Japan is a surprisingly mountainous country. With all the major population centers shoved together along the coastal lowlands, the interior is blissfully empty. After all the hassles and headaches of navigating between Osaka and Tokyo (with a population of around 12 million in the metropolitan area) we were ready for some serenity. Even if it meant more lung-bursting climbs. We decided riding the spine of Japan was our best option. Anything, we reasoned, would be better than fighting our way through a tangle of super highways.
We made the right decision. Just two days out of Tokyo, the landscape unfolded into a procession of rugged mountains, deep valleys and rushing rivers (just as the guidebook promised!) And rain. Lots and lots of rain.
I can’t say it’s been easy. Daily drenchings tend to dampen morale. Those ancient Edo temples and shrines are more difficult to appreciate when you’re getting doused by yet another tropical storm.
But we’ve been lucky. On four occasions kind Japanese families have invited us into their homes. This is highly unusual, I’m told. The Japanese are intensely private people and even close friends are rarely invited into the family home. I’m deeply grateful for these experiences. In a few months time the memory of the miserable rain showers will have faded. But years from now, I’ll still remember Sammy, the retiree we surprised in his garden and who ended up inviting us to spend the night in his home. Take, the public servant and surfing nut who packed us up in his car and drove 40 kilometers so we could take shelter at his home. Yuomi, the young women cycling home from work who invited us to her beautiful home in a small village near Nikko. And then there was a man whose name I will never know. He spoke not a word of English but signed to us that rain was in the forecast. He opened up his small country home, got us settled in and then drove off into the night.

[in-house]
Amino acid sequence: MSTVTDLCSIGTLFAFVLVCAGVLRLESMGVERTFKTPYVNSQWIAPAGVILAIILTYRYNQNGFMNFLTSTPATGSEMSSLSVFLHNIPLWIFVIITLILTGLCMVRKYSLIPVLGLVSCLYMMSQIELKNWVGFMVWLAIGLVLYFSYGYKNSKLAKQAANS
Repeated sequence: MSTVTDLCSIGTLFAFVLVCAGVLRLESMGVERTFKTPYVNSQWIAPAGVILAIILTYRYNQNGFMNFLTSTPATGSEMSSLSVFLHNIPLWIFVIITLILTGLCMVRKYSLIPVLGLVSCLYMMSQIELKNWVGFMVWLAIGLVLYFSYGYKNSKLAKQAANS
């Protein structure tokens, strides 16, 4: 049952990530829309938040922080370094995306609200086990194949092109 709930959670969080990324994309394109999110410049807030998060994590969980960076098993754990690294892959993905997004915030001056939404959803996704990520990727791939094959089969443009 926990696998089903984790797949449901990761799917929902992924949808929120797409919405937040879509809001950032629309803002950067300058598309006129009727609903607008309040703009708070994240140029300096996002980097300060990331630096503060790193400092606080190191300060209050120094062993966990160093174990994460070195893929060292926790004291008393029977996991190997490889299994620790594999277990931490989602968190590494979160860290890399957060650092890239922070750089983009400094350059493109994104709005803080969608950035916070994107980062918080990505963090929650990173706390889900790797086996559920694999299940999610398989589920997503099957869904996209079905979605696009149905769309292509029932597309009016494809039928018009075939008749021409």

The kindness of these individuals is what I’ll remember most about Japan.